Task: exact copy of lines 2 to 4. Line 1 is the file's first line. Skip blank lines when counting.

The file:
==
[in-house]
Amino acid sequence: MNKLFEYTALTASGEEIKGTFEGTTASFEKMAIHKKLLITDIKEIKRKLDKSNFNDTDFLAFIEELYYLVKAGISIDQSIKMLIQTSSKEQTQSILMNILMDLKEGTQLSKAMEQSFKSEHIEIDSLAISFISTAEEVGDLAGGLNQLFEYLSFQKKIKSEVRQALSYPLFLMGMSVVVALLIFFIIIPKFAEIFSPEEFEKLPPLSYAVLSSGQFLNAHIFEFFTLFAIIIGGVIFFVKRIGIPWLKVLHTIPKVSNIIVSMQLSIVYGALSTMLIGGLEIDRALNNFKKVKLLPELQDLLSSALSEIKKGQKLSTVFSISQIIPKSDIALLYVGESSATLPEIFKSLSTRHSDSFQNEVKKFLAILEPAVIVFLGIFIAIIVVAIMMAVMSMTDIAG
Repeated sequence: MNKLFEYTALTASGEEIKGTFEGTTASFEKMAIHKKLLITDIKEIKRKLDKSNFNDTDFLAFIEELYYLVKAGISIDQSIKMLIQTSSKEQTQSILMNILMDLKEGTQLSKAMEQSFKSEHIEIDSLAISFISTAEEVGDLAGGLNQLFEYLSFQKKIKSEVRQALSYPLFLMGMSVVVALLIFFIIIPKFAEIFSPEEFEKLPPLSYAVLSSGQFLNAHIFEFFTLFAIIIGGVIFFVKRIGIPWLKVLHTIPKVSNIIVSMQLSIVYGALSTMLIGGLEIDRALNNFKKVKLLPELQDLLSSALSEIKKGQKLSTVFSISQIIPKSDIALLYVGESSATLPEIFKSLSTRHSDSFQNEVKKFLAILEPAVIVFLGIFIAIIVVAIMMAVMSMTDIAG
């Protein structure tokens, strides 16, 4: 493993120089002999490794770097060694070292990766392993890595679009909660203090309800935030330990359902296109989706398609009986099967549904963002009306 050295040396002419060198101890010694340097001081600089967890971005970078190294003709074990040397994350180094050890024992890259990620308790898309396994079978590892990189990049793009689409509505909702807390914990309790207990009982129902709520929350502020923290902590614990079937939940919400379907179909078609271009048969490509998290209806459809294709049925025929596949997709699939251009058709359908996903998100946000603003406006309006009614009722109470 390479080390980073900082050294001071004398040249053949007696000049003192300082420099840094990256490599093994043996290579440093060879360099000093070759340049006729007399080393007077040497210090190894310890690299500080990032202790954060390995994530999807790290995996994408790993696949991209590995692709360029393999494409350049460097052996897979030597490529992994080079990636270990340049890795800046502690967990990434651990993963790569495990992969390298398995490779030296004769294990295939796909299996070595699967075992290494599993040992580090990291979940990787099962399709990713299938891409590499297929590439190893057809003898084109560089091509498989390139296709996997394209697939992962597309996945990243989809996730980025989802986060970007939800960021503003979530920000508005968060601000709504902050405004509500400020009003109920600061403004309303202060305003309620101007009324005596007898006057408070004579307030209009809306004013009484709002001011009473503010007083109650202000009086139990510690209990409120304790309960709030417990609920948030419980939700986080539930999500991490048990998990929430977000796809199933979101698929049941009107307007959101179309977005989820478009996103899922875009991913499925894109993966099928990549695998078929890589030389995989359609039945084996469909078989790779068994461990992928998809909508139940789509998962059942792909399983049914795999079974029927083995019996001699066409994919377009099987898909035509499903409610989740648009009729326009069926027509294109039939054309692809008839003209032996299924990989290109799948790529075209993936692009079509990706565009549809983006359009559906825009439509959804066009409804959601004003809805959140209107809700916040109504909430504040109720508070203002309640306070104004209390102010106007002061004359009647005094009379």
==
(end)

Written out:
Amino acid sequence: MNKLFEYTALTASGEEIKGTFEGTTASFEKMAIHKKLLITDIKEIKRKLDKSNFNDTDFLAFIEELYYLVKAGISIDQSIKMLIQTSSKEQTQSILMNILMDLKEGTQLSKAMEQSFKSEHIEIDSLAISFISTAEEVGDLAGGLNQLFEYLSFQKKIKSEVRQALSYPLFLMGMSVVVALLIFFIIIPKFAEIFSPEEFEKLPPLSYAVLSSGQFLNAHIFEFFTLFAIIIGGVIFFVKRIGIPWLKVLHTIPKVSNIIVSMQLSIVYGALSTMLIGGLEIDRALNNFKKVKLLPELQDLLSSALSEIKKGQKLSTVFSISQIIPKSDIALLYVGESSATLPEIFKSLSTRHSDSFQNEVKKFLAILEPAVIVFLGIFIAIIVVAIMMAVMSMTDIAG
Repeated sequence: MNKLFEYTALTASGEEIKGTFEGTTASFEKMAIHKKLLITDIKEIKRKLDKSNFNDTDFLAFIEELYYLVKAGISIDQSIKMLIQTSSKEQTQSILMNILMDLKEGTQLSKAMEQSFKSEHIEIDSLAISFISTAEEVGDLAGGLNQLFEYLSFQKKIKSEVRQALSYPLFLMGMSVVVALLIFFIIIPKFAEIFSPEEFEKLPPLSYAVLSSGQFLNAHIFEFFTLFAIIIGGVIFFVKRIGIPWLKVLHTIPKVSNIIVSMQLSIVYGALSTMLIGGLEIDRALNNFKKVKLLPELQDLLSSALSEIKKGQKLSTVFSISQIIPKSDIALLYVGESSATLPEIFKSLSTRHSDSFQNEVKKFLAILEPAVIVFLGIFIAIIVVAIMMAVMSMTDIAG
């Protein structure tokens, strides 16, 4: 493993120089002999490794770097060694070292990766392993890595679009909660203090309800935030330990359902296109989706398609009986099967549904963002009306 050295040396002419060198101890010694340097001081600089967890971005970078190294003709074990040397994350180094050890024992890259990620308790898309396994079978590892990189990049793009689409509505909702807390914990309790207990009982129902709520929350502020923290902590614990079937939940919400379907179909078609271009048969490509998290209806459809294709049925025929596949997709699939251009058709359908996903998100946000603003406006309006009614009722109470 390479080390980073900082050294001071004398040249053949007696000049003192300082420099840094990256490599093994043996290579440093060879360099000093070759340049006729007399080393007077040497210090190894310890690299500080990032202790954060390995994530999807790290995996994408790993696949991209590995692709360029393999494409350049460097052996897979030597490529992994080079990636270990340049890795800046502690967990990434651990993963790569495990992969390298398995490779030296004769294990295939796909299996070595699967075992290494599993040992580090990291979940990787099962399709990713299938891409590499297929590439190893057809003898084109560089091509498989390139296709996997394209697939992962597309996945990243989809996730980025989802986060970007939800960021503003979530920000508005968060601000709504902050405004509500400020009003109920600061403004309303202060305003309620101007009324005596007898006057408070004579307030209009809306004013009484709002001011009473503010007083109650202000009086139990510690209990409120304790309960709030417990609920948030419980939700986080539930999500991490048990998990929430977000796809199933979101698929049941009107307007959101179309977005989820478009996103899922875009991913499925894109993966099928990549695998078929890589030389995989359609039945084996469909078989790779068994461990992928998809909508139940789509998962059942792909399983049914795999079974029927083995019996001699066409994919377009099987898909035509499903409610989740648009009729326009069926027509294109039939054309692809008839003209032996299924990989290109799948790529075209993936692009079509990706565009549809983006359009559906825009439509959804066009409804959601004003809805959140209107809700916040109504909430504040109720508070203002309640306070104004209390102010106007002061004359009647005094009379």